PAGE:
A version of this story first appeared in Gear Patrol Magazine. Subscribe today
Accessories are admittedly extra. You could get by without a single ring, bracelet, necklace, hat or horological instrument (aka a watch). But where's the fun in that? These extras are where your personality can really shine through if you can't wear graphics and patterned shorts to work or on errand runs. Let a necklace make strangers wonder whether it's brand-new or an heirloom; let a ring send mixed signals (which finger you wear your rings doesn't really matter much anymore, aside from showing you're wed); let your fragrance linger (in a good way) in an elevator after you leave — make it one potent enough they can smell it through their mask.
I know, a scent isn't technically an accessory. But for the sake of this guide, it is. Accept it. Although it may be something some people turn to daily as a part of their morning routine, I'd argue most men don't need it every single day. Spritz it on for special occasions or important meetings. Make an impression; make it fun! That's what all of this is about.
The best solution for bedhead? A hat. But not just any hat — toss your tousled locks into the deep recesses of a bucket hat. They aren’t bottomless, but they’ll do for days when your hair feels truly untameable. Also, the bucket hat is one hell of a statement piece (albeit one oft considered best left in the past), so be bold. Buy one with interesting texture, an engaging pattern or stunning simplicity.
Having trouble picking a bucket hat? Avoid big logos and bold colors and go instead with neutral tones and interesting texture. See: pastel navy and fine corduroy.
A bucket hat made famous by Brad Pitt.
Because all of the colors are from the same family, this patchwork bucket hat doesn't come across as too bold.
You don’t need the thick leather belt you think you do. Sure, they’re a statement slipped through your trouser’s loops, capable of keeping both a tucked-in shirt in place and your pants up, but other belts can do that, too, with half the weight and for less than half the price. Pick up a woven belt instead. Whether it’s made from leather or canvas doesn’t quite matter, but remember this: the softer the material, the more casual it'll seem.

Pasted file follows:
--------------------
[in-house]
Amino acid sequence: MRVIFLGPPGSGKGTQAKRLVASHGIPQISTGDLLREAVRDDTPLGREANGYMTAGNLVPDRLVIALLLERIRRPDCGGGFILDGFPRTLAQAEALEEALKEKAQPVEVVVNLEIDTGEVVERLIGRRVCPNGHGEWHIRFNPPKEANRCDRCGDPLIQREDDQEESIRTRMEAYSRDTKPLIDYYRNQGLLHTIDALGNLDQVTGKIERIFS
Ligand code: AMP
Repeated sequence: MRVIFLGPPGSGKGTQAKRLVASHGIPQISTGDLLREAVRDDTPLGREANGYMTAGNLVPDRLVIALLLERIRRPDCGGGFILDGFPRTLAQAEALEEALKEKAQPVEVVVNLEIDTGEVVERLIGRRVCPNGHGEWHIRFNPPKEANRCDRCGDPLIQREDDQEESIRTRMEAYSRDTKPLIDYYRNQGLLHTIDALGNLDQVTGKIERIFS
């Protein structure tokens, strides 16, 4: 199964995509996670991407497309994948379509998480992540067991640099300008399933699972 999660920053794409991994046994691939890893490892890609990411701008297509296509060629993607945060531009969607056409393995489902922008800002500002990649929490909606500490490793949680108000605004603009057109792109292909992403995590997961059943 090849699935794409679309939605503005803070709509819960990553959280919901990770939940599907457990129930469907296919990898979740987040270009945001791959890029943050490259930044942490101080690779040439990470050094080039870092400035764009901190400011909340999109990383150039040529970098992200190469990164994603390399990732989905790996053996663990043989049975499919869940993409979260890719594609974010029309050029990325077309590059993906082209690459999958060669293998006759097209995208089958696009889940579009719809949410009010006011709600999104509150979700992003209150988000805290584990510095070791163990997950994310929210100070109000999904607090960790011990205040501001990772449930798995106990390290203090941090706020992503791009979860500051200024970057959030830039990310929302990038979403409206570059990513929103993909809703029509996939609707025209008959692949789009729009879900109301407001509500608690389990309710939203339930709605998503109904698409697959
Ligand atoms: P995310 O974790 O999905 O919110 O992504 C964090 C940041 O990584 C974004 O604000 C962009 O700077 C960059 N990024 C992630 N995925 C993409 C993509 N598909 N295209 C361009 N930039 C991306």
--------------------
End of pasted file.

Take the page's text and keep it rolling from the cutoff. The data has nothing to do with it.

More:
Braided belts, even if they're leather, are lighter and less constricting. Plus, they add visual interest, considering most leather belts are one solid strip of hide.
The beauty of braiding is that it makes relatively normal materials look elevated — like waxed cotton.
Woven from linen and finished with leather and aged hardware, Folk's Assembly belt is functional, of course, and looks really cool.
Invest in a piece of jewelry you’ll wear religiously — through meetings and mundane errands, fancy dinners and Friday-night concerts. You’ll feel less like you’re cosplaying as someone cool this way. Plus, the more a part of you your accessories become, the less likely you are to be shaken by someone staring at your rings, sneaking a glance at your necklace or double-taking at your dangly earring.
This is a simple, 14K solid gold chain from one-time women's-only jewelry brand, Mejuri.
I would't recommend getting this as your wedding band, per se, but if you're a few years away from engagement (or have no plans to ever be engaged) get a solid gold ring to wear on the opposite hand, or on your middle or pointer finger.
Just wearing jewelry is a statement in itself. Make a splash with simple, understated luxury from Miansai.
Brands play a disproportionate role in which items we ultimately decide to buy. A word of advice as regards fragrance? Ignore brands and find base notes — which are easier to forge an alliance with — that work for you year-round (or at least seasonally). Sure, some scents scream summer, like Vacation’s eau de toilette (which smells like sunscreen), but rarely should you wear something so overt. Fragrances should unfurl, not swing with a clenched fist.
Find the note that threads these three fragrances together. First, this one offers highlights like vanilla, patchouli and oud.
Bask in the bergamot, vanilla and black pepper. Quiz is over. Which was it? (Hint: vanilla.)
Diehard watch lovers would croak at the thought of condensing their collections down to just two or three models. But, we're here to tell you that's all you really need: one for everyday activities, another for dressier affairs and, lastly, an affordable option you won't worry about damaging (because you will — it happens).
This is the watch you gift someone who's just getting into watches — or, honesty, to yourself. It's dripping with cool, from the 12-hour bezel to the funky integrated bracelet to the easy-access battery hatch. It also comes in tons of different colors.
The Cartier Tank is perhaps the world's most famous dress watch, full stop. Now, with the re-release of the Must line, you can get a relatively affordable version with solar charging. Honestly — what's not to love?
Tudor struck gold with the Black Bay Fifty-Eight: well-sized and available in multiple configurations and metals, it's a throwback to classic 1960s dive watches without being an outright reissue or homage.
Ray-Bans are the bare minimum — C+ if we’re giving out grades. You can do better. Seek out eyewear with eclectic influences such as art or architecture. The sameness of standard sunglasses may lend themselves to a longer list of faces, but they don’t fuel personal style.
All of Jacques Marie Mage's sunglasses take cues from landmarks, architecture, nature or design. It's clear, though. These are less seeing and more sculpture, if that makes sense.
Mage sometimes pluck colors from parks for his designs. The Dealan, although not a part of the Yellowstone Forever collection, which was influenced by the park but also benefitted it, has nearly the same hue.
Italian mansions come to mind when I look at Cutler and Gross' 1386 Square Sunglasses. Green marble, right?